push-up

All posts tagged push-up

One month done, two to go! I slacked off a bit during the recovery week, skipped a couple days because I didn’t feel well, but came back with a vengeance yesterday with Shoulders Back and Triceps, followed by a systema class (1:30), I was exhausted, but today I feel great. I am still a bit unnerved by not losing any weight, even though I am more toned. Bye-bye love handles! Now do I see slight physical changes in my body. After some research, it seems like this is normal. Your body goes through a 3-4 week period when it doesn’t know how to react to the shock and stores water. Most videos I found on Youtube show a certain pattern depending on body weight. Overly overweight people change the most during the first month, losing a lot of fat, probably because of the diet change. Those in a decent, though not perfect shape, like myself, see changes mostly in the second month. Skinny or already toned people progress rapidly throughout the program. That is my observation anyway. My slow metabolism might require a second round.

I have by the way replaced Kenpo X, which I find ridiculous, by my Systema class. If it doesn’t fall on the right day, I will then modify it to be more Systema-like. I mean constant and rotational movements as opposed to stop-and-go action.

Yoga feels better, since I am getting noticeably stronger. Still, 1:30 is a long time. At least I mostly do enjoy it now, but for a few poses.

One word of caution here.. The temptation to slack off and quit is great at this time. Fortunately or not, I am stubborn and hate not finishing what I set myself to do. I might even up the ante by going to two or three Systema classes per week, as opposed to one. I was able to complete Ab Ripper X without pressing the pause button on Sunday, what a great feeling! I have only one regret after one month, and that it not being able to do a single pull-up yet.

X Stretch which I had not tried yet turned out to be a great routine. No sweating here, just a nice, comfortable warmth and great stretches, some of them you would have already done in the warm-ups and Yoga X. I would definitely suggest anyone to do it during their recovery day every week. It is like a nice body massage, and leaves you with the satisfaction of doing something that day.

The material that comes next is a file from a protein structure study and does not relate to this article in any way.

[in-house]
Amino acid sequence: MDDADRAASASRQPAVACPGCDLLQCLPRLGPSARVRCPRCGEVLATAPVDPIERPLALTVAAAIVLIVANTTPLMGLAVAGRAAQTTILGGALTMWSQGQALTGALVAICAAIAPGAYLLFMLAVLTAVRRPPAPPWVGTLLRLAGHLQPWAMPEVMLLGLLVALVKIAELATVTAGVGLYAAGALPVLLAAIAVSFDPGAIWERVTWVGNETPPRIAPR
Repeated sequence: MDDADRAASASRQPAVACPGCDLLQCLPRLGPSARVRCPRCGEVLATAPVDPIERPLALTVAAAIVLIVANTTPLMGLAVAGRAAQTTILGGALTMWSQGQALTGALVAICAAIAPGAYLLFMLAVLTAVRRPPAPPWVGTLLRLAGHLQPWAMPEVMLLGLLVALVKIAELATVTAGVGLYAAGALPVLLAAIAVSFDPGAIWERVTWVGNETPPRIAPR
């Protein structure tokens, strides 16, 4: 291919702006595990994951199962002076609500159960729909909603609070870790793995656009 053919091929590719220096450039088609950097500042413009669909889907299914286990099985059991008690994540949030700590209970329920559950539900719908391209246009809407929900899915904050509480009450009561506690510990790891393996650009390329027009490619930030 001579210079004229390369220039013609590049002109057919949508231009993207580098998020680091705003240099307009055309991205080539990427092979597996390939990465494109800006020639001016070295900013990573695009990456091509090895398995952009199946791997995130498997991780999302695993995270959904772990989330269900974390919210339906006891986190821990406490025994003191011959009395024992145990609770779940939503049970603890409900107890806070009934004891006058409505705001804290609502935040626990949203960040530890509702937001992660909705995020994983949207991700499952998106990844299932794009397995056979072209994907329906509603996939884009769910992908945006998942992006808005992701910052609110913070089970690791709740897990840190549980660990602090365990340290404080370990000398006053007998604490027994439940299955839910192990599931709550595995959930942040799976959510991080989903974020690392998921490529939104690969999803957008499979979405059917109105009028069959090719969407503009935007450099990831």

Core Synergistics is a very hard workout. You pretty much work your whole body. I was not able to do all the exercises, and don’t expect to, probably until phase three. I suggest you to watch any workout you haven’t done before actually going ahead, because otherwise you lose a lot of time learning the moves and your first session gets botched up.

Shoulders Back and Triceps: Lots of push-ups, some I could not do like the one-handed version. I had to go buy ten-pound dumbbells for certain moves. You end-up with a lot of weight above your head, working those shoulders and triceps. I hit the pause button a few times to catch my breath, but finished nevertheless.

One third of the way through, and I am still impatient. The changes I see do not come fast enough, but I am pushing myself hard, and can’t do much more.. I will take my 30-day photos tonight and hopefully there will be a visible difference. A couple people have noticed and told me so, but I can’t see it much. Maybe on a screen side-by-side, it will be more obvious. I just need to be patient and not give-up. Tonight I have Plyometrics, followed by a Systema class, if I’m not too exhausted. That will be another 2:30 exercise day in a row.

I finally decided to get myself a new body! Well, sort of.. I have been practicing Systema for five years now, and reached a plateau which I deem to be physical. Problem is, I find it very hard to stay motivated as far as working out goes.. Forget going to the gym, although there is a lot of eye candy at mixed gender venues. Let’s face it, I need structure, something to stick to, a plan of some sort. So, I searched the net for something that would suit my needs.

Everything seemed to point to P90X. It is a very hard program, 90 days, about 1:15 a day of strenuous workouts, along with a nutrition plan that probably will make my French ancestors turn in their graves. The box came, containing twelve DVDs, a nutrition book and workout book. The only things you need are a pull-up bar (you’ll be doing a lot of those!) and dumbbells. I thought it would be one DVD per week, but you actually use different disks every day.

[kml_flashembed movie="http://www.youtube.com/v/JyeltCbZVqY" width="425" height="350" wmode="transparent" /]